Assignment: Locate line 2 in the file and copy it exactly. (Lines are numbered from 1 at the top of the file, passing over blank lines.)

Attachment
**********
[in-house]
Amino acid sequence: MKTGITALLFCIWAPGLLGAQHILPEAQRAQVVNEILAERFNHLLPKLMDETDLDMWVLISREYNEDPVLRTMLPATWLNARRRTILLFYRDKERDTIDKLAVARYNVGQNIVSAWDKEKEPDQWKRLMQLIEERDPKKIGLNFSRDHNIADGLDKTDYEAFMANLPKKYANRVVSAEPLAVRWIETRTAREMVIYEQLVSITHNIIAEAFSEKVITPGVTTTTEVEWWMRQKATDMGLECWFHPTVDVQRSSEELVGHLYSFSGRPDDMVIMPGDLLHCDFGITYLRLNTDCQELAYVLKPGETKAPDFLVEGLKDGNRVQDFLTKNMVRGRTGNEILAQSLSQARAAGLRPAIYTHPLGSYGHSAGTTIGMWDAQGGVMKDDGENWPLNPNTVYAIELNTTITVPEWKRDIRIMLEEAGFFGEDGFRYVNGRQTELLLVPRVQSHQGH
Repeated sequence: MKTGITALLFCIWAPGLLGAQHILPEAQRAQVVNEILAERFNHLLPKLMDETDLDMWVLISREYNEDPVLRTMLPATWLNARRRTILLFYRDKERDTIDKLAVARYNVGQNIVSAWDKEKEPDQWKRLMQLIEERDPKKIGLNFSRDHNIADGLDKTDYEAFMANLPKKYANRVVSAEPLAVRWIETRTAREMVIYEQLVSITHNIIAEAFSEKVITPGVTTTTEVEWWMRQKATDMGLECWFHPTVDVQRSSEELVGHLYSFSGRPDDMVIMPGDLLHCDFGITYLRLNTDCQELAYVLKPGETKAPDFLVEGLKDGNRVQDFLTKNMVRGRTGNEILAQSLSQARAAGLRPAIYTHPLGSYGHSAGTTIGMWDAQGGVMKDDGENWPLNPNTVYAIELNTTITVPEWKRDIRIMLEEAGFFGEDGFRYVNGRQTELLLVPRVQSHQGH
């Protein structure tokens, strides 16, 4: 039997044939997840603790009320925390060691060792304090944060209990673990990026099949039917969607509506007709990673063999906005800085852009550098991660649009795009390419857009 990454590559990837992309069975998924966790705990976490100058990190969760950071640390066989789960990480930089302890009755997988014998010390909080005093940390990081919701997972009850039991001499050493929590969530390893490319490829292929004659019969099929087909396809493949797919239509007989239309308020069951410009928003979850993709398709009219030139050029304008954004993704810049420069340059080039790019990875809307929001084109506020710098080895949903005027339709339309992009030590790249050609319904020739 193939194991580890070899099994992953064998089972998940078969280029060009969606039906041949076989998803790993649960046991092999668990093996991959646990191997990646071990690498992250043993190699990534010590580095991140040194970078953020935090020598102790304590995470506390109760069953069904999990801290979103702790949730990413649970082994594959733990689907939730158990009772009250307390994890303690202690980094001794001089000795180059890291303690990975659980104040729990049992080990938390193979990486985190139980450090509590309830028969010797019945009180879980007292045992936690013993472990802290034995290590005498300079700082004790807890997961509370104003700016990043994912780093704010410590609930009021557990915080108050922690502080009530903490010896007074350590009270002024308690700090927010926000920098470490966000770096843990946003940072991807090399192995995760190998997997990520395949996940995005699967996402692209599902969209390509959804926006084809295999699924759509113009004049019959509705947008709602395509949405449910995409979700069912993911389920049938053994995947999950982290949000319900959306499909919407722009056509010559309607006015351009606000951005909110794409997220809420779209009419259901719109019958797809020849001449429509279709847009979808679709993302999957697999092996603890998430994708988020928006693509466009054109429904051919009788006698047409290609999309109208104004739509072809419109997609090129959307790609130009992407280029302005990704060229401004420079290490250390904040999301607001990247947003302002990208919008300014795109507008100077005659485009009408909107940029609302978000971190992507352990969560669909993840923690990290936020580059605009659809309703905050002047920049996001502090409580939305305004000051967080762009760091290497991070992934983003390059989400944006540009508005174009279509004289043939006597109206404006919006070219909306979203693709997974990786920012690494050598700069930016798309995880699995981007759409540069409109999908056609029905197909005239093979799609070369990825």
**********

Amino acid sequence: MKTGITALLFCIWAPGLLGAQHILPEAQRAQVVNEILAERFNHLLPKLMDETDLDMWVLISREYNEDPVLRTMLPATWLNARRRTILLFYRDKERDTIDKLAVARYNVGQNIVSAWDKEKEPDQWKRLMQLIEERDPKKIGLNFSRDHNIADGLDKTDYEAFMANLPKKYANRVVSAEPLAVRWIETRTAREMVIYEQLVSITHNIIAEAFSEKVITPGVTTTTEVEWWMRQKATDMGLECWFHPTVDVQRSSEELVGHLYSFSGRPDDMVIMPGDLLHCDFGITYLRLNTDCQELAYVLKPGETKAPDFLVEGLKDGNRVQDFLTKNMVRGRTGNEILAQSLSQARAAGLRPAIYTHPLGSYGHSAGTTIGMWDAQGGVMKDDGENWPLNPNTVYAIELNTTITVPEWKRDIRIMLEEAGFFGEDGFRYVNGRQTELLLVPRVQSHQGH